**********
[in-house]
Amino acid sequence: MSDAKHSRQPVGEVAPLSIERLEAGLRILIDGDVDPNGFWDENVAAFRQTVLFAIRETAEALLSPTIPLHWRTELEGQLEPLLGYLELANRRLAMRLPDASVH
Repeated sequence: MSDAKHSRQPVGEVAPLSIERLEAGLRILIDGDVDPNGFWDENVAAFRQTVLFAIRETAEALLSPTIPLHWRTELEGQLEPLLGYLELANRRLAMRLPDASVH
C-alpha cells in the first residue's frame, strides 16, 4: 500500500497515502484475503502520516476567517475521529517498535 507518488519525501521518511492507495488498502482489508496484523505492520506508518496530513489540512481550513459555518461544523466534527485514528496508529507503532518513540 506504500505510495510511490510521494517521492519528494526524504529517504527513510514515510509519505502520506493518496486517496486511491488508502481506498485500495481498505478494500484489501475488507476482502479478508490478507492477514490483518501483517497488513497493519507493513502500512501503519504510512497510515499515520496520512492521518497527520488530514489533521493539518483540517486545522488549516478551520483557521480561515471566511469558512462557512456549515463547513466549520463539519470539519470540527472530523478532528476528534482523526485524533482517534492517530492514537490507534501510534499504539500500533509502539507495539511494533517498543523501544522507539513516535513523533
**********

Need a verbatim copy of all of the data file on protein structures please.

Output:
[in-house]
Amino acid sequence: MSDAKHSRQPVGEVAPLSIERLEAGLRILIDGDVDPNGFWDENVAAFRQTVLFAIRETAEALLSPTIPLHWRTELEGQLEPLLGYLELANRRLAMRLPDASVH
Repeated sequence: MSDAKHSRQPVGEVAPLSIERLEAGLRILIDGDVDPNGFWDENVAAFRQTVLFAIRETAEALLSPTIPLHWRTELEGQLEPLLGYLELANRRLAMRLPDASVH
C-alpha cells in the first residue's frame, strides 16, 4: 500500500497515502484475503502520516476567517475521529517498535 507518488519525501521518511492507495488498502482489508496484523505492520506508518496530513489540512481550513459555518461544523466534527485514528496508529507503532518513540 506504500505510495510511490510521494517521492519528494526524504529517504527513510514515510509519505502520506493518496486517496486511491488508502481506498485500495481498505478494500484489501475488507476482502479478508490478507492477514490483518501483517497488513497493519507493513502500512501503519504510512497510515499515520496520512492521518497527520488530514489533521493539518483540517486545522488549516478551520483557521480561515471566511469558512462557512456549515463547513466549520463539519470539519470540527472530523478532528476528534482523526485524533482517534492517530492514537490507534501510534499504539500500533509502539507495539511494533517498543523501544522507539513516535513523533